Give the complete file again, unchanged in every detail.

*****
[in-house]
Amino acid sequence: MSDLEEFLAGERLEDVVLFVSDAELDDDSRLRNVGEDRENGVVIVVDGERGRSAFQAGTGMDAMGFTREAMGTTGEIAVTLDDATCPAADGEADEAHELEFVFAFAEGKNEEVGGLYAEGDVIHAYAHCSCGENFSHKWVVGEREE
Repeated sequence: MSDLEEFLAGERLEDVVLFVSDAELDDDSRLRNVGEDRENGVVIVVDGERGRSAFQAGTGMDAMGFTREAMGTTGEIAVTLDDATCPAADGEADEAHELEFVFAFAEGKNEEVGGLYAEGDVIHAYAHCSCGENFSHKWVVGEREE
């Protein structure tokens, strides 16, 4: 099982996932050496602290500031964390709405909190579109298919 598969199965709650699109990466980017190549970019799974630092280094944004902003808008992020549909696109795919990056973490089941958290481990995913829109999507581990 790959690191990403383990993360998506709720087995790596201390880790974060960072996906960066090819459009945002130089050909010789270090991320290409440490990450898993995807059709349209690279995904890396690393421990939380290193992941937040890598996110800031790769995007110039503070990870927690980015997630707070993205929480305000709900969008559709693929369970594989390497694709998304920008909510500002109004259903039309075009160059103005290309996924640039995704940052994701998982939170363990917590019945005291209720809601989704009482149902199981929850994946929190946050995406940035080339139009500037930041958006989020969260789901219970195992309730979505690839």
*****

[in-house]
Amino acid sequence: MSDLEEFLAGERLEDVVLFVSDAELDDDSRLRNVGEDRENGVVIVVDGERGRSAFQAGTGMDAMGFTREAMGTTGEIAVTLDDATCPAADGEADEAHELEFVFAFAEGKNEEVGGLYAEGDVIHAYAHCSCGENFSHKWVVGEREE
Repeated sequence: MSDLEEFLAGERLEDVVLFVSDAELDDDSRLRNVGEDRENGVVIVVDGERGRSAFQAGTGMDAMGFTREAMGTTGEIAVTLDDATCPAADGEADEAHELEFVFAFAEGKNEEVGGLYAEGDVIHAYAHCSCGENFSHKWVVGEREE
């Protein structure tokens, strides 16, 4: 099982996932050496602290500031964390709405909190579109298919 598969199965709650699109990466980017190549970019799974630092280094944004902003808008992020549909696109795919990056973490089941958290481990995913829109999507581990 790959690191990403383990993360998506709720087995790596201390880790974060960072996906960066090819459009945002130089050909010789270090991320290409440490990450898993995807059709349209690279995904890396690393421990939380290193992941937040890598996110800031790769995007110039503070990870927690980015997630707070993205929480305000709900969008559709693929369970594989390497694709998304920008909510500002109004259903039309075009160059103005290309996924640039995704940052994701998982939170363990917590019945005291209720809601989704009482149902199981929850994946929190946050995406940035080339139009500037930041958006989020969260789901219970195992309730979505690839």